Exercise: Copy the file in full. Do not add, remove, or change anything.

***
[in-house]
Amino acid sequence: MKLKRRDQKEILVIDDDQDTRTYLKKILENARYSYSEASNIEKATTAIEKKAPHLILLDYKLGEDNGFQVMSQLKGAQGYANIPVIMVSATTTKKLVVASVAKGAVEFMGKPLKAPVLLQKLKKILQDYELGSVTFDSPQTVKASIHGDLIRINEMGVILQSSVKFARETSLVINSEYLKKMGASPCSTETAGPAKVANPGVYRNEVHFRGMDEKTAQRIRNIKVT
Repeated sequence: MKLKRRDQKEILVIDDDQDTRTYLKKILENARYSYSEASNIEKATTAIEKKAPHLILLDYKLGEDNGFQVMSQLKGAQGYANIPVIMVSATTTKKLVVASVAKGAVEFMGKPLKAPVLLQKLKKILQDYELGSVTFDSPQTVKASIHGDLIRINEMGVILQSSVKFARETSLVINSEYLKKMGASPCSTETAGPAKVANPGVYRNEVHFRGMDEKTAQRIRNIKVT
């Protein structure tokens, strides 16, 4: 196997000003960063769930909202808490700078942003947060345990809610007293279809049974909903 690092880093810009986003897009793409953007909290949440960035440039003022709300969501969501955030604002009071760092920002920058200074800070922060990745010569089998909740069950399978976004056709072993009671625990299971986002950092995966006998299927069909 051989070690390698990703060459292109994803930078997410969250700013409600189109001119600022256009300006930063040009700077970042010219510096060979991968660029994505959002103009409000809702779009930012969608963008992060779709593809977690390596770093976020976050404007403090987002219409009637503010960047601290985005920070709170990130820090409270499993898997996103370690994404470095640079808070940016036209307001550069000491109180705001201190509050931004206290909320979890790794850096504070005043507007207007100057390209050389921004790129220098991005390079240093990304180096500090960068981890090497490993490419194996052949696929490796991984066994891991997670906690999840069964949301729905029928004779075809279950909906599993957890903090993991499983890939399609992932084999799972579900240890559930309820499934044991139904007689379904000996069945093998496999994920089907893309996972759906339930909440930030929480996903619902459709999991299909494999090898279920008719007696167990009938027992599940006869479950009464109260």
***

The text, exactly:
[in-house]
Amino acid sequence: MKLKRRDQKEILVIDDDQDTRTYLKKILENARYSYSEASNIEKATTAIEKKAPHLILLDYKLGEDNGFQVMSQLKGAQGYANIPVIMVSATTTKKLVVASVAKGAVEFMGKPLKAPVLLQKLKKILQDYELGSVTFDSPQTVKASIHGDLIRINEMGVILQSSVKFARETSLVINSEYLKKMGASPCSTETAGPAKVANPGVYRNEVHFRGMDEKTAQRIRNIKVT
Repeated sequence: MKLKRRDQKEILVIDDDQDTRTYLKKILENARYSYSEASNIEKATTAIEKKAPHLILLDYKLGEDNGFQVMSQLKGAQGYANIPVIMVSATTTKKLVVASVAKGAVEFMGKPLKAPVLLQKLKKILQDYELGSVTFDSPQTVKASIHGDLIRINEMGVILQSSVKFARETSLVINSEYLKKMGASPCSTETAGPAKVANPGVYRNEVHFRGMDEKTAQRIRNIKVT
């Protein structure tokens, strides 16, 4: 196997000003960063769930909202808490700078942003947060345990809610007293279809049974909903 690092880093810009986003897009793409953007909290949440960035440039003022709300969501969501955030604002009071760092920002920058200074800070922060990745010569089998909740069950399978976004056709072993009671625990299971986002950092995966006998299927069909 051989070690390698990703060459292109994803930078997410969250700013409600189109001119600022256009300006930063040009700077970042010219510096060979991968660029994505959002103009409000809702779009930012969608963008992060779709593809977690390596770093976020976050404007403090987002219409009637503010960047601290985005920070709170990130820090409270499993898997996103370690994404470095640079808070940016036209307001550069000491109180705001201190509050931004206290909320979890790794850096504070005043507007207007100057390209050389921004790129220098991005390079240093990304180096500090960068981890090497490993490419194996052949696929490796991984066994891991997670906690999840069964949301729905029928004779075809279950909906599993957890903090993991499983890939399609992932084999799972579900240890559930309820499934044991139904007689379904000996069945093998496999994920089907893309996972759906339930909440930030929480996903619902459709999991299909494999090898279920008719007696167990009938027992599940006869479950009464109260």